This course will explain how to use scikit-learn to do advanced machine learning. If you are aiming to work as a professional data scientist, you need to master scikit-learn!
It is expected that you have some familiarity with statistics, and python programming. It's not necessary to be an expert, but you should be able to understand what is a Gaussian distribution, code loops and functions in Python, and know the basics of a maximum likelihood estimator. The course will be entirely focused on the python implementation, and the math behind it will be omitted as much as possible.
The objective of this course is to provide you with a good understanding of scikit-learn (being able to identify which technique you can use for a particular problem). If you follow this course, you should be able to handle quite well a machine learning interview. Even though in that case you will need to study the math with more detail.
We'll start by explaining what is the machine learning problem, methodology and terminology. We'll explain what are the differences between AI, machine learning (ML), statistics, and data mining. Scikit-learn (being a Python library) benefits from Python's spectacular simplicity and power. We'll start by explaining how to install scikit-learn and its dependencies. And then show how can we can use Pandas data in scikit-learn, and also benefit from SciPy and Numpy. We'll then show how to create synthetic data-sets using scikit-learn. We will be able to create data-sets specifically tailored for regression, classification and clustering.
In essence, machine learning can be divided into two big groups: supervised and unsupervised learning. In supervised learning we will have an objective variable (which can be continuous or categorical) and we want to use certain features to predict it. Scikit-learn will provide estimators for both classification and regression problems. We will start by discussing the simplest classifier which is "Naive Bayes". We will then see some powerful regression techniques that via a special trick called regularization, will help get much better linear estimators. We will then analyze Support Vector Machines, a powerful technique for both regression and classification. We will then use classification and regression trees to estimate very complex models. We will see how we can combine many of the existing estimators into simpler structures, but more robust for out of sample performance, called "ensemble" methods. In particular random forests, random trees, and boosting methods. These methods are the ones winning most data science competitions nowadays.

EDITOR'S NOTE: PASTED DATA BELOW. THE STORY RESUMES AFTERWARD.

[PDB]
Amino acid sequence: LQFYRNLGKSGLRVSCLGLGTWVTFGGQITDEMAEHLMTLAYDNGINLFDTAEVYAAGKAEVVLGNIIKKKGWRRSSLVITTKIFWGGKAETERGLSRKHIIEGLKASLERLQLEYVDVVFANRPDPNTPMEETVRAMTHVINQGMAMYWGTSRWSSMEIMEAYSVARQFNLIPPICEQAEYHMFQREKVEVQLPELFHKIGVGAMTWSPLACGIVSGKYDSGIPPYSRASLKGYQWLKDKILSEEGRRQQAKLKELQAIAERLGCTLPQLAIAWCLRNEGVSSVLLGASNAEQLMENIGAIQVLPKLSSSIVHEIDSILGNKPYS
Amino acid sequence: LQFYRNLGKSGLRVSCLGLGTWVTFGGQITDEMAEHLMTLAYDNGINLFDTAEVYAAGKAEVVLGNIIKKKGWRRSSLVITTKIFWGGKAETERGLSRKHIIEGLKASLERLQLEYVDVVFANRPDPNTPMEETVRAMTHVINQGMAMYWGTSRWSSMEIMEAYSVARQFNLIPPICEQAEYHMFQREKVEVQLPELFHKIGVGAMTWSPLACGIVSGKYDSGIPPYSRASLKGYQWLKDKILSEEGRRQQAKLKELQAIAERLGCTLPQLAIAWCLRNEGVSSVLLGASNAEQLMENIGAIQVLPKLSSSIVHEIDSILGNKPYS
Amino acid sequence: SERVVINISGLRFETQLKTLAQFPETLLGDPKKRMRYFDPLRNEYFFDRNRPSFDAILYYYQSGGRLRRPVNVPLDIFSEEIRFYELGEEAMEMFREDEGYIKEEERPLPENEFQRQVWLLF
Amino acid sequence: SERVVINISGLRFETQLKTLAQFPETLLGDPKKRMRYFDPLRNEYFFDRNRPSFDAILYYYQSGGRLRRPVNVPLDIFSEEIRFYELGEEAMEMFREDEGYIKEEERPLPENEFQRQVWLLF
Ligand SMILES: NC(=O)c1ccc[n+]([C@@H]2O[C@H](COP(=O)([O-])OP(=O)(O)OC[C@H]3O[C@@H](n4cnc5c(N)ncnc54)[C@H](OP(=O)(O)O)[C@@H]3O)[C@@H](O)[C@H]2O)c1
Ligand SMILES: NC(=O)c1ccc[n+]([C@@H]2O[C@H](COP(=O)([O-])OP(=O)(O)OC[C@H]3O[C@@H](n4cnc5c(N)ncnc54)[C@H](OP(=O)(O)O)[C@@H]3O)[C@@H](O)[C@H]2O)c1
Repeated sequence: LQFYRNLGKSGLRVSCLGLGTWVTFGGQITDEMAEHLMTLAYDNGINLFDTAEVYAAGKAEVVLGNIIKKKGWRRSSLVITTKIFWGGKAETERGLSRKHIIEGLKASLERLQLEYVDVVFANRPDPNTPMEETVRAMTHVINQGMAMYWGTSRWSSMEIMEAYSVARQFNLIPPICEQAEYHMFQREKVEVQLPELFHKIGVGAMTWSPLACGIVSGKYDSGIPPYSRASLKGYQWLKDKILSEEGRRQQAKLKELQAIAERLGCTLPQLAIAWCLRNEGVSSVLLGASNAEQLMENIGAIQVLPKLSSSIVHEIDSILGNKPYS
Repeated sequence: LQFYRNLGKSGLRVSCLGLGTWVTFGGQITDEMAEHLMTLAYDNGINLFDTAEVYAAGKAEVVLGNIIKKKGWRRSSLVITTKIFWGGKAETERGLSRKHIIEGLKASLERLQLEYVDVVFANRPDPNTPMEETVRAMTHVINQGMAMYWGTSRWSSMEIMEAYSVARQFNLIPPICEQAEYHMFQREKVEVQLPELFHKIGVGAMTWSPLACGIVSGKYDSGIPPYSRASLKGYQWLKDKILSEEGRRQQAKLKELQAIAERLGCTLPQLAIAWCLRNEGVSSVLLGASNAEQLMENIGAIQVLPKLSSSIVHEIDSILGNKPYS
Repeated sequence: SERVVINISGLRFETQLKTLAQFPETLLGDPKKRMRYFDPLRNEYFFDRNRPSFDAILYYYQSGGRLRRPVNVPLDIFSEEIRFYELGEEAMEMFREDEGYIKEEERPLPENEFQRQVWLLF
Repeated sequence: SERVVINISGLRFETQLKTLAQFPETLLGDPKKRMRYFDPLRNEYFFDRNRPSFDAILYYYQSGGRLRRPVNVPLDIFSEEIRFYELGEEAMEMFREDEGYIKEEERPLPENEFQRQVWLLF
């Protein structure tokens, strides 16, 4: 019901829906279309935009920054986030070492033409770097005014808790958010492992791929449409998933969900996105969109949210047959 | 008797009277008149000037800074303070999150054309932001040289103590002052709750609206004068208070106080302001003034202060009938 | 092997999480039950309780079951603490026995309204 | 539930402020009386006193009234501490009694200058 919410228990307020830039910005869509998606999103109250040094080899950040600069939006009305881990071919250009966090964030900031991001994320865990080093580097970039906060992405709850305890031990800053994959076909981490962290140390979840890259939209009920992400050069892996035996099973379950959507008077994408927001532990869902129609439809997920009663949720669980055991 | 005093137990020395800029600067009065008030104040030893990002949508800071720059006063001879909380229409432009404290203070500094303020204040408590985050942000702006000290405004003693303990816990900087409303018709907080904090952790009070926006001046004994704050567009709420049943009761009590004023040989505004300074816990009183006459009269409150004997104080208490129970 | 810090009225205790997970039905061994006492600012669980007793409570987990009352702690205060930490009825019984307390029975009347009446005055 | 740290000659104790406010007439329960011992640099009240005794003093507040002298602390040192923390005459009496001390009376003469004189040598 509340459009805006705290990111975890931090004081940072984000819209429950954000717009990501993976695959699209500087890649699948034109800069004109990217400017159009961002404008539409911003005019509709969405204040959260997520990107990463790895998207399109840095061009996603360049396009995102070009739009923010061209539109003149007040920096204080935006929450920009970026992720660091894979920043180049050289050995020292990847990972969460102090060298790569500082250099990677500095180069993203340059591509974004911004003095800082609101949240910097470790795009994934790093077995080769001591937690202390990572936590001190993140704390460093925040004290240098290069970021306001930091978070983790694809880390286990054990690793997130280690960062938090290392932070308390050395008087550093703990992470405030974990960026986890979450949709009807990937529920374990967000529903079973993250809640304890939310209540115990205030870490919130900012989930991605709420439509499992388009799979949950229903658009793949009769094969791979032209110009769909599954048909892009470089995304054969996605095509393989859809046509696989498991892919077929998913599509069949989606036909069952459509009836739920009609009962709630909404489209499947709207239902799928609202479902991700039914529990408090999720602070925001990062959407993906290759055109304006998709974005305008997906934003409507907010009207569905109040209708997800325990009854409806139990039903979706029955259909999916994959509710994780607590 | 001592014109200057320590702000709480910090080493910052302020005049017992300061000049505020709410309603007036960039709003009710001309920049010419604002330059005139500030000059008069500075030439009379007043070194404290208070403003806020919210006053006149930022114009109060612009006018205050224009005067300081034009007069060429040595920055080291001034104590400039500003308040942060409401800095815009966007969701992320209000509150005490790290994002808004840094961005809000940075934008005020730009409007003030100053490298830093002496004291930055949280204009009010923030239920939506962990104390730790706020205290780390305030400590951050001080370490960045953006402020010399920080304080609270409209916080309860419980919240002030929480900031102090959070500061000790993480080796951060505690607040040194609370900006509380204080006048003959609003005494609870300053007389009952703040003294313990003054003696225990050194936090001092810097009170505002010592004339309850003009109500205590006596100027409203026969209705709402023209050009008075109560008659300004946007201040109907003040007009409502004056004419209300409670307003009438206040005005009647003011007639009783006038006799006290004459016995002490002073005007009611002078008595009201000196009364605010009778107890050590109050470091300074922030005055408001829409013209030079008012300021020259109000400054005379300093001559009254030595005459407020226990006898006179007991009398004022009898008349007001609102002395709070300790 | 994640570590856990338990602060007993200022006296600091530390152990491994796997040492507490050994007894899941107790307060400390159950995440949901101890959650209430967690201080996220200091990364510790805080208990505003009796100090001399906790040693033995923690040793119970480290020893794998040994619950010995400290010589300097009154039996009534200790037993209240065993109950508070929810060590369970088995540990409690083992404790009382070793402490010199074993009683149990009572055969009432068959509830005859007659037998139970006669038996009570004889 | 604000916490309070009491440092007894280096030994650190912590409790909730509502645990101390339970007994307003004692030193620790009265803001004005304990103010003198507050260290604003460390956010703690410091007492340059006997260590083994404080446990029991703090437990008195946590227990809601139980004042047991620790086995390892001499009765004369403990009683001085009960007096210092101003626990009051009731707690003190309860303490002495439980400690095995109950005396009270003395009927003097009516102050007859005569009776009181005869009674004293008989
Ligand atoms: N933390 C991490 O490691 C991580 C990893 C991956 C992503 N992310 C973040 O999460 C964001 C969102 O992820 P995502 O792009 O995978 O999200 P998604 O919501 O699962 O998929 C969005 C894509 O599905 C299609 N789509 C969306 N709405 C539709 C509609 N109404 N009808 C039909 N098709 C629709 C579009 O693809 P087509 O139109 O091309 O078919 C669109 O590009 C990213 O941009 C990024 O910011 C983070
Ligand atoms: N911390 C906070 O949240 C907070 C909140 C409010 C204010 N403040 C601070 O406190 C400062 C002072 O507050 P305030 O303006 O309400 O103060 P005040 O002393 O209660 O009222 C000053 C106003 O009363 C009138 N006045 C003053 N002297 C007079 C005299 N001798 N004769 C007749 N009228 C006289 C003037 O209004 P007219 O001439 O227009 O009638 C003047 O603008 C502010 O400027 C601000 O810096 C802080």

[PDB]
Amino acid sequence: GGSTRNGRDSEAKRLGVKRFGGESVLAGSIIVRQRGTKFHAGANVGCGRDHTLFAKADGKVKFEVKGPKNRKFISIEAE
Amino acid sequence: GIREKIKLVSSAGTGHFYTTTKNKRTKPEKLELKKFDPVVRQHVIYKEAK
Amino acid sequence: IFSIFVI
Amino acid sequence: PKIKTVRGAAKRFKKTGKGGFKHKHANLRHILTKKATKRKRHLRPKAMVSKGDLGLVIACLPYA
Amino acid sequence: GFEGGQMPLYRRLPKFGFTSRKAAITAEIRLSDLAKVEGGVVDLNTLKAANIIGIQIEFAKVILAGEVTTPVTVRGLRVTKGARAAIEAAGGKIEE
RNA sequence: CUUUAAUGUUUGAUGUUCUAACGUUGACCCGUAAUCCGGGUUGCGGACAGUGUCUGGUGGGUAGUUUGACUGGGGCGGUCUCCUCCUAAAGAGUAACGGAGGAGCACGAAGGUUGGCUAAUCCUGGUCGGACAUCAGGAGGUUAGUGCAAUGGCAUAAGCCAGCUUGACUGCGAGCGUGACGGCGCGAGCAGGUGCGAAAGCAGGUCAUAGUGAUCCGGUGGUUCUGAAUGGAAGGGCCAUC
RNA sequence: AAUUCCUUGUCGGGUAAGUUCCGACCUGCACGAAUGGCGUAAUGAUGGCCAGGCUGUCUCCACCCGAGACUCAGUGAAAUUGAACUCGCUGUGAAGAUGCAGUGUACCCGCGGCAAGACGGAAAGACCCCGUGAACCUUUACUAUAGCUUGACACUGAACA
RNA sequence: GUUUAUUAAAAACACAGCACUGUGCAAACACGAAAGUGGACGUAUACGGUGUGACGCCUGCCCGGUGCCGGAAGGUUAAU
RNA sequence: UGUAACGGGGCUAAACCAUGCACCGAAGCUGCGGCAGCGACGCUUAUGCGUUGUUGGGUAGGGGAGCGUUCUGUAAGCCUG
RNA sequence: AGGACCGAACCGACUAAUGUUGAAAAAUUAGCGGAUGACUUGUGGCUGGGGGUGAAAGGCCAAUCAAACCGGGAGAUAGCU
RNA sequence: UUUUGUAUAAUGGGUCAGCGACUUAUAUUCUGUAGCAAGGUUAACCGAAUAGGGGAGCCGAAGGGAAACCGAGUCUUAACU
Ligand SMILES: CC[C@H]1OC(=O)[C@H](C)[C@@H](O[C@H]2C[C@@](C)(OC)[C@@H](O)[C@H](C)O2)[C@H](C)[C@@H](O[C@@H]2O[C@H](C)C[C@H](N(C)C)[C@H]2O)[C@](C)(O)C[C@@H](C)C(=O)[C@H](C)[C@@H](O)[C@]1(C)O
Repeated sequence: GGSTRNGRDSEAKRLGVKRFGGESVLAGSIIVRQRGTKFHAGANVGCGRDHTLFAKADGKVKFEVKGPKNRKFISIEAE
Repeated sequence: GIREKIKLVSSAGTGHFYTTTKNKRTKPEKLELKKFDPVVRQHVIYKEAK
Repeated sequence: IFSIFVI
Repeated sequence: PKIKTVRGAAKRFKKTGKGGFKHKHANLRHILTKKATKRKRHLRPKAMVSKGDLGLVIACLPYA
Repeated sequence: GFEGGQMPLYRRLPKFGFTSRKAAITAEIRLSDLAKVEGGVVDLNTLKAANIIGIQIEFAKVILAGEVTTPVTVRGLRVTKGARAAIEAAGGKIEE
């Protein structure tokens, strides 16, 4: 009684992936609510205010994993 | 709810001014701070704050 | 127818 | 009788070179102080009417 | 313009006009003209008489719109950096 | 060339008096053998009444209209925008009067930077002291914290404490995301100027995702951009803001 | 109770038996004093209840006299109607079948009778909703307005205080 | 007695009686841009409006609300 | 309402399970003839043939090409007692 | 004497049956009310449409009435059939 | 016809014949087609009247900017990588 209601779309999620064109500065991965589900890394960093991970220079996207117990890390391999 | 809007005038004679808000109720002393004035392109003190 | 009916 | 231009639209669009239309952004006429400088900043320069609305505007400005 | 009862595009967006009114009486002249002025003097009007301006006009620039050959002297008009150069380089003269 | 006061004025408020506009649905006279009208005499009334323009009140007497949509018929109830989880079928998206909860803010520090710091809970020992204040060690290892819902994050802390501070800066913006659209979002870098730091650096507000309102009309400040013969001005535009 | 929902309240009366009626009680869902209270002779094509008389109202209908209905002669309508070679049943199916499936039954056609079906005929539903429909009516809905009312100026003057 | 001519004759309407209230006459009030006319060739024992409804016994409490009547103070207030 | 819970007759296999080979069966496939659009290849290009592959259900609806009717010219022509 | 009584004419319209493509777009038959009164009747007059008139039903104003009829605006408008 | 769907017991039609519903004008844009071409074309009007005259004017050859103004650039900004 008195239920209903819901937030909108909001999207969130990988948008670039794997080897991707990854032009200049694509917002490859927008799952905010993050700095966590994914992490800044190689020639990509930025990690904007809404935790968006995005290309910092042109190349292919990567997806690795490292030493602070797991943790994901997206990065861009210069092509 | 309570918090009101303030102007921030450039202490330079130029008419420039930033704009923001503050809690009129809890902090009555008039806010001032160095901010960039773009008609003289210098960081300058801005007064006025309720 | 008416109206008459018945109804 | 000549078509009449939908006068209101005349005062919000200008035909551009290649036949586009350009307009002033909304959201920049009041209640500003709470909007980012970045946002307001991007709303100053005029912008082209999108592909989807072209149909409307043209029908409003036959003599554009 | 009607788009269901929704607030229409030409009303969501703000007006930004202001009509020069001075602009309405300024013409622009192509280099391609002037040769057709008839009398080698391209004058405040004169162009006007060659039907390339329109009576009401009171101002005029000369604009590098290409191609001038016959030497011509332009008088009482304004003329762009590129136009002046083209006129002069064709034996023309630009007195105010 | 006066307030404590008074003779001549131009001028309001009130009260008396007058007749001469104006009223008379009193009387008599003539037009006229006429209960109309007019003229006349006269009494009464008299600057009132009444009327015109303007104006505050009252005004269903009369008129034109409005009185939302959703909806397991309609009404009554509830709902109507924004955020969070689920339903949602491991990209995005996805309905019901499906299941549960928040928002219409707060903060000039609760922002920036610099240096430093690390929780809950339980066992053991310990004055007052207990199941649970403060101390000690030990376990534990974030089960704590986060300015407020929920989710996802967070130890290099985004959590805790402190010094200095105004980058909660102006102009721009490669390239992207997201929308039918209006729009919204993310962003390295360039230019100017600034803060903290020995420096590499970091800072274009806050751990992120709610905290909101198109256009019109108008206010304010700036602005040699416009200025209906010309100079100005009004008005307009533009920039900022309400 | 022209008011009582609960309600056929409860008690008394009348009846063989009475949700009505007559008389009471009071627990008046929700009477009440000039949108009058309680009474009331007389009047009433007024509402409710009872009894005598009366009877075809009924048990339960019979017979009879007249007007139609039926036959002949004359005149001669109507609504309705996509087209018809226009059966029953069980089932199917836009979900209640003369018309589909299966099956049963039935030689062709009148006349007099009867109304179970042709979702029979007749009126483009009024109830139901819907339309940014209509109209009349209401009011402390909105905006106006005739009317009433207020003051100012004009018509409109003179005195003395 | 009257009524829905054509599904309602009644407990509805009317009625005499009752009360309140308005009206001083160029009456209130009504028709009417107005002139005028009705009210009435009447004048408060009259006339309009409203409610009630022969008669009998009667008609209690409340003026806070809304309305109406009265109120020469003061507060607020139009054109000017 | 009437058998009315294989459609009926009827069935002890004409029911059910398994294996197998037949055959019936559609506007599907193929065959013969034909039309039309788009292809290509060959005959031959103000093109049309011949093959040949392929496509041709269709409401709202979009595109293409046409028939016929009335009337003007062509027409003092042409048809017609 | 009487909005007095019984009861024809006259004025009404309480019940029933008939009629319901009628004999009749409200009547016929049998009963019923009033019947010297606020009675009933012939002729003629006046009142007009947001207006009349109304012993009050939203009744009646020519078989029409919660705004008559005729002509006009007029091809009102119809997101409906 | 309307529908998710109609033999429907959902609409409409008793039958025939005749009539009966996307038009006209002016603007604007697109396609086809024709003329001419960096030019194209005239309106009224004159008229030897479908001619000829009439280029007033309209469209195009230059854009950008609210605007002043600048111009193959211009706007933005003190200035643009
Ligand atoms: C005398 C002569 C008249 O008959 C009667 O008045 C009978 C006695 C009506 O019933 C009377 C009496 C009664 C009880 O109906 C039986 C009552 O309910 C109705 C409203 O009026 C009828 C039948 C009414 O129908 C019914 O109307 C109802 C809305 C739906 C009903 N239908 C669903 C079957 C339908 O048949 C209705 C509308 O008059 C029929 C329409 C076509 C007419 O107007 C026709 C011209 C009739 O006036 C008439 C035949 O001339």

We will see how we can use all these techniques for online data, image classification, sales data, and more. We also use real datasets from Kaggle such as spam SMS data, house prices in the United States, etc. to teach the student what to expect when working with real data.
On the other hand, in unsupervised learning we will have a set of features (but with no outcome or target variable) and we will attempt to learn from that data. Whether it has outliers, whether it can be grouped into groups, whether we can remove some of those features, etcetera. For example we will see k-means which is the simplest algorithm for classifying observations into groups. We will see that sometimes there are better techniques such as DBSCAN. We will then explain how we can use principal components to reduce the dimensionality of a data-set. And we will
use some very powerful scikit-learn functions that learn the density of the data, and are able to classify outliers.
I try to keep this course as updated as possible, specially since scikit-learn is constantly being updated. For example, neural networks was added in the latest release. I tried to keep the examples as simple as possible, keeping the amount of observations (samples) and features (variables) as small as possible. In real situations, we will use hundreds of features and thousands of samples, and most of the methods presented here scale really well into those scenarios. I don't want this course to be focused on very realistic examples, because I think it obscures what we are trying to achieve in each example. Nevertheless, some more complex examples will be added as additional exercises.